What does the SAT measure?
How well does the SAT work for social engineering of
the “natural aristocracy”?
What does the SAT actually do?
SAT is

A standardized test
A high stakes test
A test that shows consistent results over the years with certain
demographic groups
A test that favors those who have good testing skills and some
preparation in testing.
Outcomes reflect the quality of K-12 schooling experiences

Deserves some scrutiny about its uses for college admissions.




The Big Test:
The Secret History of the SAT
Obsession--crowds out other indicators

Nicholas Lemann: Can you prepare to take
the SAT and raise your score?
 “10 million Frenchmen can’t be wrong”
 No good studies on test preparation.

ETS argues that test preparation classes
only raise scores an average of about 25
points.

Kaplan claims preparation classes raise
scores an average of 125-150 points.
No impartial studies
CONCERN How well does the SAT work for
social engineering of the “natural aristocracy”?
What does the SAT actually do?
The SAT I is validated for just one purpose: predicting first-year
college grades.

The correlation between college grades and SAT scores is
approximately r = .42. This value indicates a moderate positive
relationship. In other words, students who have higher SAT
scores tend to do acceptable work in college.
What other factors also contribute significantly to your success in
college?
Who should we choose for UIUC?
A wide range of students are successful at
UIUC—band, music, athletes, scholarship
students, rural and urban students--
What measures college ability?
 Among these, what measures potential best?
ACT, SAT
CLASS RANK
GPA
TYPE OF COURSES TAKEN IN High School –honors, AP
EXTRA CURRICULAR ACTIVITIES
“Illinois is a diverse state,
and we are trying to reflect
SPECIAL TALENTS
UIUC 21,000 applicants for 7,000 slots
Berkeley 30,000 for 3,500
the demographics of the
state of Illinois as best
we can” (Marshall,
UI Associate Provost)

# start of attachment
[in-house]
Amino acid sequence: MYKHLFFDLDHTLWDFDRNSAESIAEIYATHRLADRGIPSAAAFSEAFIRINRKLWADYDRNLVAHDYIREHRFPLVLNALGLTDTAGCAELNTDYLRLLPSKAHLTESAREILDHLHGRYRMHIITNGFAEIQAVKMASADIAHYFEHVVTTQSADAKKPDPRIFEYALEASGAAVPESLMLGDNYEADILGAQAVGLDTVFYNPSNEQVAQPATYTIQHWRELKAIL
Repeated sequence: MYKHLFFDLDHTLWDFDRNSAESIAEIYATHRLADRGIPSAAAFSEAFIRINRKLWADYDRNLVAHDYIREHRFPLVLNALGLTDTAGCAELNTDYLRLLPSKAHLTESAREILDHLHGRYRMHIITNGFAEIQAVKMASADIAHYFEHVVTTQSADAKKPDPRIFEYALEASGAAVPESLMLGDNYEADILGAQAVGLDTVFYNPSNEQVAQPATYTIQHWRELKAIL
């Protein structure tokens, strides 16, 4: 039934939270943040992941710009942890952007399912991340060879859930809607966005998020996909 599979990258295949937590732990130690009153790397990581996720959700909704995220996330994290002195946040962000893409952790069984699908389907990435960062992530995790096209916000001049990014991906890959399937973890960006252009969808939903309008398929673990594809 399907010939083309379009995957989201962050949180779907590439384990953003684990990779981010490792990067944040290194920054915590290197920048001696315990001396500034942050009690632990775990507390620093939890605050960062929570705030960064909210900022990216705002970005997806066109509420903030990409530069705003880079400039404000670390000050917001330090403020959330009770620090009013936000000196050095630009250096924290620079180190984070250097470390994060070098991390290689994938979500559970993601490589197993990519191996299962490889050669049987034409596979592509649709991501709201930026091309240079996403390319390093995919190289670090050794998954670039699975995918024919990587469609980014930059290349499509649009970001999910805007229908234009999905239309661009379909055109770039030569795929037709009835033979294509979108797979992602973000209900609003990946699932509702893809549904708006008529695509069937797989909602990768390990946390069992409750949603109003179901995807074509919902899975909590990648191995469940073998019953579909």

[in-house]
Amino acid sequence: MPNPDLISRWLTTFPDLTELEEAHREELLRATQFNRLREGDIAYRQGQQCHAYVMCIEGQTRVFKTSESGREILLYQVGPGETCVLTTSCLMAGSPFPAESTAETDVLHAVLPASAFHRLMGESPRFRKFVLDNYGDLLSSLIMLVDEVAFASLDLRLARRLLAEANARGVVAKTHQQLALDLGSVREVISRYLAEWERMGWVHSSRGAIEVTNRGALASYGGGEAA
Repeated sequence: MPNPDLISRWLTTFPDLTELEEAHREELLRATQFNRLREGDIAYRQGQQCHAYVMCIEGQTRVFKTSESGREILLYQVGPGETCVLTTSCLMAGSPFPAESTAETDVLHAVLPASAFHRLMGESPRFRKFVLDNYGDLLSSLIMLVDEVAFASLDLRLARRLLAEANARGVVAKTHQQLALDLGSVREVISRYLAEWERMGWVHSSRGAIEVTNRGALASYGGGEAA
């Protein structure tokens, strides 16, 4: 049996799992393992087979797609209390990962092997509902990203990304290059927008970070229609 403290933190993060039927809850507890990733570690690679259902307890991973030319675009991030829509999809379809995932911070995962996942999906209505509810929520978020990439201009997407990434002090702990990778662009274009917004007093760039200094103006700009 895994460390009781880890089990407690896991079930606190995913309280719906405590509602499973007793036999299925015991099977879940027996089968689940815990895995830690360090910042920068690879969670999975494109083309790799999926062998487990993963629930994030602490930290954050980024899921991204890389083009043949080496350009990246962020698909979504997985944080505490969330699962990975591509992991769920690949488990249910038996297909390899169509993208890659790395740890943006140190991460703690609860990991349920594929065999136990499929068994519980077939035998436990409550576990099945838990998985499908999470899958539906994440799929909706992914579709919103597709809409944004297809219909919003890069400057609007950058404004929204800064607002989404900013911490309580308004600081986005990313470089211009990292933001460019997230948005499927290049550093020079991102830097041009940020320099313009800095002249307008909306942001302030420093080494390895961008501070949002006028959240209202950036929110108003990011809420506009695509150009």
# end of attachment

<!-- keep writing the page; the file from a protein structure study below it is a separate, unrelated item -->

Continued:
SAT scores of UIUC students 2007
Freshman
RANGE OF SCORES
SAT Score of UIUC Freshman
 1400-1600 20%
 1200-1399 52%
 1000-1199 25%
 999 or below 3%
ACT
30-36 33%
18-23 12%
24-29 54%,
<17 1%
Take out a piece of paper and work with your neighbors.
How many non-overlapping spaces can you cut the
SHADED space of the donut into with just 2 straight lines?
Give a number.
See Reading
Table for Next
Week’s Assignment
Tozer, Chapter 5
1900-Industrialization,
Immigration, Urbanization
http://www.pbs.org/wgbh/pages/frontline///shows/sats/test/solve.html
Last question on Lecture Write #3
We will do together. Caution: We will not solve the diversity in
admissions debate in higher education in this class, but we can
judge the role played by standardized tests.

5. (Video) What did research by former Presidents of
Harvard and Princeton (Bok and Bowen, in their
book The Shape of the River) at elite private colleges
show about minority students who were admitted
under broader admissions criteria than just SAT
scores regarding the impact of minority students
after graduation? Why did elite colleges value a
diverse student body?
Early Scholarship Recipient
James Tobin, of Champaign IL
Nobel Prize in Economics 1981

I was born in Champaign in 1918. From the neighborhood elementary and
intermediate schools, I went to the University High School.

University High School prepared me exceptionally well for Harvard, even though
neither the school nor I ever thought that midwestern teen-agers might go to a
prestigious expensive eastern college a thousand miles away. I happily took for
granted that I would attend the very good local university and probably go on to its
law school. Harvard was my father's idea.

By chance, President James B. Conant of Harvard was just then inaugurating
national full-cost scholarships designed to diversify the geographical, scholastic,
and social sources of the student body, and he was starting with the midwestern
states.

All this my father learned because he habitually read the New York Times in the
public library. So, I wrote in June three days of entrance exams for which I had
neither received nor made any special preparation. I learned the amazing good
news in August, and in September 1935, on the train to Boston, I left the midwest
for the first time.
Who should we choose for UIUC?
A wide range of students are successful at
UIUC—band, music, athletes, scholarship
students, rural and urban students--
What measures college ability?
 Among these, what measures potential best?
ACT, SAT
CLASS RANK
GPA
TYPE OF COURSES TAKEN IN High School –honors, AP
EXTRA CURRICULAR ACTIVITIES
“Illinois is a diverse state,
and we are trying to reflect
SPECIAL TALENTS
UIUC 21,000 applicants for 7,000 slots
Berkeley 30,000 for 3,500
the demographics of the
state of Illinois as best
we can” (Marshall,
UI Associate Provost)
SAT scores of UIUC students 2007
Freshman
RANGE OF SCORES
SAT Score of UIUC Freshman
 1400-1600 20%
 1200-1399 52%
 1000-1199 25%
 999 or below 3%
ACT
30-36 33%
18-23 12%
24-29 54%,
<17 1%
Feel Deserving of a Scholarship?
50 COE $1,000 scholarships for next year